4. sometimes uncomfortable is good. I realized last year when teaching at one of these schools that I needed to be challenged. I’d gotten a bit too comfortable in my small ethnic studies classes. i kind of felt that if I was truly comitted to diversity and making people aware of matters outside their world, then I had to “walk the walk” so to speak. I agree that after a while it would drive me crazy, but it’s not a bad place to start your career. Especially since they throw tons of money your way….you know, because they’re committed to “diversity” :) What do you all think about this though, is it our responsibility to teach at these places so that there is a broader awareness of issues that effect “under-represented” peoples or not? Someone told me last year that it was like being a missionary–for obvious reasons this makes me uncomfortable.

  5. vero: Your comment reminded me that, thinking positively, there are always things to be learned from these kinds of experiences. It’s so easy to get caught up in the negative. I do think that as educators, we have a responsibility to broaden awareness about “minority issues.” And that is complicated by who we choose to identify as target audiences–or who we decide to reach out to.

    But I think we also have a responsibility to take care of ourselves, so that we can be better mentors/teachers/activists/scholars. For me, right now, I’ll be honest–I’m being selfish in my thinking. Uncomfortability with teaching a primarily white student demographic is one thing, but personal unhappiness is another. I’m not saying that happiness is not possible. There are always at least a handful of students of color who are thirsting for mentors (I was one of them) and you never know who you might meet. In fact, I have a single friend who taught for a year at a SLAC in a small midwestern town, who had a great experience. But he is also more comfortable with leading a solitary life and focusing all of his attention on teaching than I am.

    I’m just not sure if it’s fair to have expectations of ourselves take on the burden of teaching at these places in order to raise awareness. The fact is, most of us don’t love academia or teaching above all else the way that missionaries love God and believe in spreading (his) word. (I actually don’t know much about missionary work, so this is probably a crude understanding of it.) It makes me think that one thing to consider is whether and how much their (SLACs’) commitments to diversity meet our own.

    Of course, as you say, there is always something to be learned by going outside our comfort zones. And such fellowships are great because they provide fellows with vital teaching experience and students with mentors of color and more “diverse” curriculum. It’s still scary to me–not the teaching part, but the living part.

    Hmmm…gotta think about this some more. What do you think, vero? all yall?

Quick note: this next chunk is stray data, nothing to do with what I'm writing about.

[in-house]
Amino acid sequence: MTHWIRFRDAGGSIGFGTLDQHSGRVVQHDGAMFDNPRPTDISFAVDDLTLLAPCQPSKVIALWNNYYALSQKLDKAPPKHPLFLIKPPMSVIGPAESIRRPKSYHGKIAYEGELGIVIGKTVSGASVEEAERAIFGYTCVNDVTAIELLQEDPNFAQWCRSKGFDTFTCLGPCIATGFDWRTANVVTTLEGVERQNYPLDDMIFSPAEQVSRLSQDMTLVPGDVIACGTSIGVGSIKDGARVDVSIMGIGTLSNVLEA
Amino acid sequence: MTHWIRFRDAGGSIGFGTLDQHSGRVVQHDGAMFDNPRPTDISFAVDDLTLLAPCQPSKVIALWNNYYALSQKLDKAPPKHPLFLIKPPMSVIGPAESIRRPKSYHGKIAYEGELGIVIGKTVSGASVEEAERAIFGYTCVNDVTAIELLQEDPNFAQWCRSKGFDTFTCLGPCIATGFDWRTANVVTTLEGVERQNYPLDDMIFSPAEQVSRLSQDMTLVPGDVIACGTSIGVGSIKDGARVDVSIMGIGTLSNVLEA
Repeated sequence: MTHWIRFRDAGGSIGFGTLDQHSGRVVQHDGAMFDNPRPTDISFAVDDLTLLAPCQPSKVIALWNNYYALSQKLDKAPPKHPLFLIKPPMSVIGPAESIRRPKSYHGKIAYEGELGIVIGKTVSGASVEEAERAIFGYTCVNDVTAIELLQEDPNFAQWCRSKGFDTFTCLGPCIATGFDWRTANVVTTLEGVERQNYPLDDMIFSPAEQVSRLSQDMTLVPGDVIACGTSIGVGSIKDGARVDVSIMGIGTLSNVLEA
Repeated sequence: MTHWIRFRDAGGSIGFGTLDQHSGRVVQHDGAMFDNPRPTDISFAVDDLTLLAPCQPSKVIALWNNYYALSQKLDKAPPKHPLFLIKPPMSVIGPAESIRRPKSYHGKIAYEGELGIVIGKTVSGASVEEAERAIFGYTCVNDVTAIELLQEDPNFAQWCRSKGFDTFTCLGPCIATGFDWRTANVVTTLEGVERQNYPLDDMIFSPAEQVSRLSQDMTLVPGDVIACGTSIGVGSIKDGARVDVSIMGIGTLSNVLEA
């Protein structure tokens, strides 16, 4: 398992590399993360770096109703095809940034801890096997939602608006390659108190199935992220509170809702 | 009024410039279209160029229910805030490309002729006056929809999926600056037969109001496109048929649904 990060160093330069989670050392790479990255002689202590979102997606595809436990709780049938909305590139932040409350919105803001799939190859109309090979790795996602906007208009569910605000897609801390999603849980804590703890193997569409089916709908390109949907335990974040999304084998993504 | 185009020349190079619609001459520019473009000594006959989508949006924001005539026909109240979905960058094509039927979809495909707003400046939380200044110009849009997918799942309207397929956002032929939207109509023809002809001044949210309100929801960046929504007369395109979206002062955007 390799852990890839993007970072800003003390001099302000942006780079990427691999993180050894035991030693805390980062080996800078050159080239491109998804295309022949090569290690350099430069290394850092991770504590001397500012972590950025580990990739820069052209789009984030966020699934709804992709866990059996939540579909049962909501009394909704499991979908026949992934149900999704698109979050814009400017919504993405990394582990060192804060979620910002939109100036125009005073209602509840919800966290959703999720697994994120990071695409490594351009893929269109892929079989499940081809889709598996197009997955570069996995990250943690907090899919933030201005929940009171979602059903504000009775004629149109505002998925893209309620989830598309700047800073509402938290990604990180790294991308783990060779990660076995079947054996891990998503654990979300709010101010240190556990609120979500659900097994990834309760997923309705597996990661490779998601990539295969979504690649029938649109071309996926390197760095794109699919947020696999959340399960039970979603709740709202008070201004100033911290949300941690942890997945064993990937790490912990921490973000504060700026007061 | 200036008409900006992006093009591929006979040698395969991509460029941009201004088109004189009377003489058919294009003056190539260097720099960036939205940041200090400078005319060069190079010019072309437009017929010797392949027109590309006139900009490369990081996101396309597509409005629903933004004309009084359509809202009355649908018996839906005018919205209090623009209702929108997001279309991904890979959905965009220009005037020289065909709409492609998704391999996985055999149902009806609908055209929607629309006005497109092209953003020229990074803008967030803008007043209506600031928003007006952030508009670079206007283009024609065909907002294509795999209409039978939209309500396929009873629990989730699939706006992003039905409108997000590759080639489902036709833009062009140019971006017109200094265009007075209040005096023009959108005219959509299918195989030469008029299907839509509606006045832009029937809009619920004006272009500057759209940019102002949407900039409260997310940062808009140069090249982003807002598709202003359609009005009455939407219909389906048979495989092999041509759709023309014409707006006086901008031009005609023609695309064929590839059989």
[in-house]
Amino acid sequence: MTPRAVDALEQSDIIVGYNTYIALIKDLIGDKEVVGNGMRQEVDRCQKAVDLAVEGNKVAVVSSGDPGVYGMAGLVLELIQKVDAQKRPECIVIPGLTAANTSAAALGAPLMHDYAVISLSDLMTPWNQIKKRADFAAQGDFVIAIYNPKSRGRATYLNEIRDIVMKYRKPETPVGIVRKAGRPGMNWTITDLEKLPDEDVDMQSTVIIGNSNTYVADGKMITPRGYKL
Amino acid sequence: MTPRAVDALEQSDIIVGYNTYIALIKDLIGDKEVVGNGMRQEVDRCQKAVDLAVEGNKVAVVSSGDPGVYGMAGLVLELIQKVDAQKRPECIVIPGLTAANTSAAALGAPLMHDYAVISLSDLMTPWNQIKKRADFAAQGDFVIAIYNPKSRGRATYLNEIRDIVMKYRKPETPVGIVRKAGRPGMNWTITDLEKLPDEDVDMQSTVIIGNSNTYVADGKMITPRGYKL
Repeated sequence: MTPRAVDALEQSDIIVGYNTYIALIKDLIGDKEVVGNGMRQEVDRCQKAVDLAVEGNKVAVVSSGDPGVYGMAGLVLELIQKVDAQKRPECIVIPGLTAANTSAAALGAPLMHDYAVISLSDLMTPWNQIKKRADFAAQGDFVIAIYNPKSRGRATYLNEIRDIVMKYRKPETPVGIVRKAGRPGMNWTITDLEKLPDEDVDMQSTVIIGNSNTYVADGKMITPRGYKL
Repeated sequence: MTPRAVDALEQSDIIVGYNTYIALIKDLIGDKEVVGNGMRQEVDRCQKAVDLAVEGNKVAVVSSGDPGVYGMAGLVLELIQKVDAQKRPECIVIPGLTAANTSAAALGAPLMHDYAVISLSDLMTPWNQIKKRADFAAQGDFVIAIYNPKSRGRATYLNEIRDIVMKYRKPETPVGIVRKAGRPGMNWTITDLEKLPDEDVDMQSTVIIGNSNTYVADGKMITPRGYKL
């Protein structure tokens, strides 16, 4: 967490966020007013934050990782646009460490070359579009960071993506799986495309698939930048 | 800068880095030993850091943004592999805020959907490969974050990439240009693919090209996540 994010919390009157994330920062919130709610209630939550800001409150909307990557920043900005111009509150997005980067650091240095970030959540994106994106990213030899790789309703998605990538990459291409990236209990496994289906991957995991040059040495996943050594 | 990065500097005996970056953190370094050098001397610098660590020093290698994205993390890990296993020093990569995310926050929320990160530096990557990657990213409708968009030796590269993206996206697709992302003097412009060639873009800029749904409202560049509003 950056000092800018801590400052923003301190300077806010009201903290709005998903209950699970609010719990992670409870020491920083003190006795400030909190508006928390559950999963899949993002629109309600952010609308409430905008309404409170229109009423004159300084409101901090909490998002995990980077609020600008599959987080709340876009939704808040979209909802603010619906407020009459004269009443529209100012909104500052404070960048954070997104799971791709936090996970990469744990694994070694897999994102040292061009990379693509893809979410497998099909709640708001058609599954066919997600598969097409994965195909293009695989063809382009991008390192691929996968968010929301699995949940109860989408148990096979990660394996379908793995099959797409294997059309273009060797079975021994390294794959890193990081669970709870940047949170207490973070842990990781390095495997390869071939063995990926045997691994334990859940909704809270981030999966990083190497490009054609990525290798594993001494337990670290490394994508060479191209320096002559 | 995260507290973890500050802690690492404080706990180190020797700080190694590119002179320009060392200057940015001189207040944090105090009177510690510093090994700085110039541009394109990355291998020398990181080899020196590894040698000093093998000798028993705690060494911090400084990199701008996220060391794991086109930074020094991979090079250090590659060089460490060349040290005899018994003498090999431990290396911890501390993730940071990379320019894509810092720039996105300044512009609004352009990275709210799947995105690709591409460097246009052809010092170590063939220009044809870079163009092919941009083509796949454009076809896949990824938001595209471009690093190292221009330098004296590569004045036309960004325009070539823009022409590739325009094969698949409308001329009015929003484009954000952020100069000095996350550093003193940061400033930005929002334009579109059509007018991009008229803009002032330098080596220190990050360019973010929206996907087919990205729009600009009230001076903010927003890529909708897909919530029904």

6. I’m going to say something that is definitely coming from a place of naivete, since I’ve never been in the position of living in any small town or going to a small liberal arts college. So y’all can feel free to smack me down for my ignorance.

    I know it’s hard to make friends as a single woman in a place where people are paired off. I know it can feel isolating to be one of the few or only person of color. But does that mean that we’re also isolating ourselves by going in there with these preconceptions…that we’re *going* to be lonely and isolated because of these things? Are we closing ourselves off the the possibility that we can reach out and make friends–maybe not with the ideal close group of mujeres that we are sometimes privileged to have, but to find friends who may not fit our expectations for race, gender, and age? And to look for friends outside of the campus environment? Y’all know I have my knitting, and have determined that if I end up in some snowy little town in Iowa that I will by god find some knitters to keep me company. But you can also look for volunteer opportunities, or for church groups, if that’s your thing.

    I don’t want it to sound like I’m minimizing the impact of culture shock. But oddly enough, I first experienced culture shock when I went to New York, one of the most diverse cities ever. I couldn’t find a tortilla to save my life (there were very few Mexicans there at the time). You just do what you can, and have your mama send you some tortillas.

  7. i’ve never had the SLAC experience, but i appreciate what olga had to say about just being open to the experience, at least initially. if after a few years you are miserable there, then start applying to teach in other places.

    it seems scary to put yourself out in the middle of nowhere, but we all have to start somewhere, right?

    that said, even in “diverse” areas like mine, there are still issues regarding community and student expectations.